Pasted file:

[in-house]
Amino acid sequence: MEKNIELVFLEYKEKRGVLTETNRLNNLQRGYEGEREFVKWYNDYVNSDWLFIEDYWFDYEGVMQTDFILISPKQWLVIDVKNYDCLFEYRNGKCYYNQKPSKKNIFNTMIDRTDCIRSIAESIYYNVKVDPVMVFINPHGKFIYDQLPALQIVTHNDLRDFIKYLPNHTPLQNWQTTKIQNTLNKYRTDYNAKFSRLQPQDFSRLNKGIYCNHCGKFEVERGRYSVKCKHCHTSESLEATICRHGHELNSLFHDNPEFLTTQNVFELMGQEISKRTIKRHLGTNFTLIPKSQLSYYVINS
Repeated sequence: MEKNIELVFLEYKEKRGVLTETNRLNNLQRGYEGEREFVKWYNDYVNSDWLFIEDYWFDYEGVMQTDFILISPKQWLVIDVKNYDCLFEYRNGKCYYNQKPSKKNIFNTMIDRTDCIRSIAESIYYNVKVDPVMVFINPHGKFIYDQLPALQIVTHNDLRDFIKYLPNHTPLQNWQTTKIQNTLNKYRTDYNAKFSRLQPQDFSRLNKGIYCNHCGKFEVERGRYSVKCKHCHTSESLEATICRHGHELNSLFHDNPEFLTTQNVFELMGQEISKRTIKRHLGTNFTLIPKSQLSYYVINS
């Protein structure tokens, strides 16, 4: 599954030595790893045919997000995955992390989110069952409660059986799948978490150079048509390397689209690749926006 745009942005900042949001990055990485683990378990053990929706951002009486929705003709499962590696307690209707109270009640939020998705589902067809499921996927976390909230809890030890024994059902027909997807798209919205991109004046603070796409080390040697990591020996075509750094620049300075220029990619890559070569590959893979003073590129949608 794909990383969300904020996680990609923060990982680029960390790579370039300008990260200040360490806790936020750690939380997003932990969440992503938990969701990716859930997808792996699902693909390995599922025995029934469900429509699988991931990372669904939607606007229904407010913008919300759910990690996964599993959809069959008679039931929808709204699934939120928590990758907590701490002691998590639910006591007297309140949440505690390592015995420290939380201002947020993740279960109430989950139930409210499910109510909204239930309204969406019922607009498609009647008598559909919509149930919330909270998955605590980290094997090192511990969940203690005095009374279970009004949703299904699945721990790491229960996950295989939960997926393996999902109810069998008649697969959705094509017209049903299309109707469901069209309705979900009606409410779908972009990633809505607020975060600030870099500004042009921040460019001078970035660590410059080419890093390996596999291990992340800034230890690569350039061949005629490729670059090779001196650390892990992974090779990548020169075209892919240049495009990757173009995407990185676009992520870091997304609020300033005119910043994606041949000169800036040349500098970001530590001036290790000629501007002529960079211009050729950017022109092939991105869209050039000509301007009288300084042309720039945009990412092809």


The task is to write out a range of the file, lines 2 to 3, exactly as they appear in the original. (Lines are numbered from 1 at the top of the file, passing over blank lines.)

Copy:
Amino acid sequence: MEKNIELVFLEYKEKRGVLTETNRLNNLQRGYEGEREFVKWYNDYVNSDWLFIEDYWFDYEGVMQTDFILISPKQWLVIDVKNYDCLFEYRNGKCYYNQKPSKKNIFNTMIDRTDCIRSIAESIYYNVKVDPVMVFINPHGKFIYDQLPALQIVTHNDLRDFIKYLPNHTPLQNWQTTKIQNTLNKYRTDYNAKFSRLQPQDFSRLNKGIYCNHCGKFEVERGRYSVKCKHCHTSESLEATICRHGHELNSLFHDNPEFLTTQNVFELMGQEISKRTIKRHLGTNFTLIPKSQLSYYVINS
Repeated sequence: MEKNIELVFLEYKEKRGVLTETNRLNNLQRGYEGEREFVKWYNDYVNSDWLFIEDYWFDYEGVMQTDFILISPKQWLVIDVKNYDCLFEYRNGKCYYNQKPSKKNIFNTMIDRTDCIRSIAESIYYNVKVDPVMVFINPHGKFIYDQLPALQIVTHNDLRDFIKYLPNHTPLQNWQTTKIQNTLNKYRTDYNAKFSRLQPQDFSRLNKGIYCNHCGKFEVERGRYSVKCKHCHTSESLEATICRHGHELNSLFHDNPEFLTTQNVFELMGQEISKRTIKRHLGTNFTLIPKSQLSYYVINS